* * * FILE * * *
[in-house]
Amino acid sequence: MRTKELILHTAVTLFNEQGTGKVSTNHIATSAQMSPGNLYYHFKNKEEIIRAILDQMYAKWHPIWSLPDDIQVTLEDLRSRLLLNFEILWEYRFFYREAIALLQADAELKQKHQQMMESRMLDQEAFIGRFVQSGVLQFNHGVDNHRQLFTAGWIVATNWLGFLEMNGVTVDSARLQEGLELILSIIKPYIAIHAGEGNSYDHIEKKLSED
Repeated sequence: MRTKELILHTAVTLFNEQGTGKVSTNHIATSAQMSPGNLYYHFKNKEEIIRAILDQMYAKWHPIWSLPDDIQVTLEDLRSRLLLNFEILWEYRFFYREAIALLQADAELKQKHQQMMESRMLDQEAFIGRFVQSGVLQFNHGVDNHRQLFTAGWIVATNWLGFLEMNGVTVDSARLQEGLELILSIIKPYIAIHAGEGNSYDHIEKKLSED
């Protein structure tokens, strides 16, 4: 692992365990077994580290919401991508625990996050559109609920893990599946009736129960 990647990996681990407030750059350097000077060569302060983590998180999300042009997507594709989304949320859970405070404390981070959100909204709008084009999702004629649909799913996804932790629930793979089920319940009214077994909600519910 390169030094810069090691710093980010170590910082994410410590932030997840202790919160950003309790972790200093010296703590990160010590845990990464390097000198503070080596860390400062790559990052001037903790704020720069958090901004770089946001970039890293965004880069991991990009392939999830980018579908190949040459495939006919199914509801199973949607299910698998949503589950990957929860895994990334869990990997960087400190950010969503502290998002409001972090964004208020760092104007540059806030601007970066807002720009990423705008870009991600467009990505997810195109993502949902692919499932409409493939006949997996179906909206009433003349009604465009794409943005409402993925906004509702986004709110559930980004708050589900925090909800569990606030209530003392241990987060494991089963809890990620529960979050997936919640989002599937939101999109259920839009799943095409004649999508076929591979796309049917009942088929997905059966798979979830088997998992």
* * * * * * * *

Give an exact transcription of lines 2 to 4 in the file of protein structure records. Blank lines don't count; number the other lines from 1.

Amino acid sequence: MRTKELILHTAVTLFNEQGTGKVSTNHIATSAQMSPGNLYYHFKNKEEIIRAILDQMYAKWHPIWSLPDDIQVTLEDLRSRLLLNFEILWEYRFFYREAIALLQADAELKQKHQQMMESRMLDQEAFIGRFVQSGVLQFNHGVDNHRQLFTAGWIVATNWLGFLEMNGVTVDSARLQEGLELILSIIKPYIAIHAGEGNSYDHIEKKLSED
Repeated sequence: MRTKELILHTAVTLFNEQGTGKVSTNHIATSAQMSPGNLYYHFKNKEEIIRAILDQMYAKWHPIWSLPDDIQVTLEDLRSRLLLNFEILWEYRFFYREAIALLQADAELKQKHQQMMESRMLDQEAFIGRFVQSGVLQFNHGVDNHRQLFTAGWIVATNWLGFLEMNGVTVDSARLQEGLELILSIIKPYIAIHAGEGNSYDHIEKKLSED
């Protein structure tokens, strides 16, 4: 692992365990077994580290919401991508625990996050559109609920893990599946009736129960 990647990996681990407030750059350097000077060569302060983590998180999300042009997507594709989304949320859970405070404390981070959100909204709008084009999702004629649909799913996804932790629930793979089920319940009214077994909600519910 390169030094810069090691710093980010170590910082994410410590932030997840202790919160950003309790972790200093010296703590990160010590845990990464390097000198503070080596860390400062790559990052001037903790704020720069958090901004770089946001970039890293965004880069991991990009392939999830980018579908190949040459495939006919199914509801199973949607299910698998949503589950990957929860895994990334869990990997960087400190950010969503502290998002409001972090964004208020760092104007540059806030601007970066807002720009990423705008870009991600467009990505997810195109993502949902692919499932409409493939006949997996179906909206009433003349009604465009794409943005409402993925906004509702986004709110559930980004708050589900925090909800569990606030209530003392241990987060494991089963809890990620529960979050997936919640989002599937939101999109259920839009799943095409004649999508076929591979796309049917009942088929997905059966798979979830088997998992």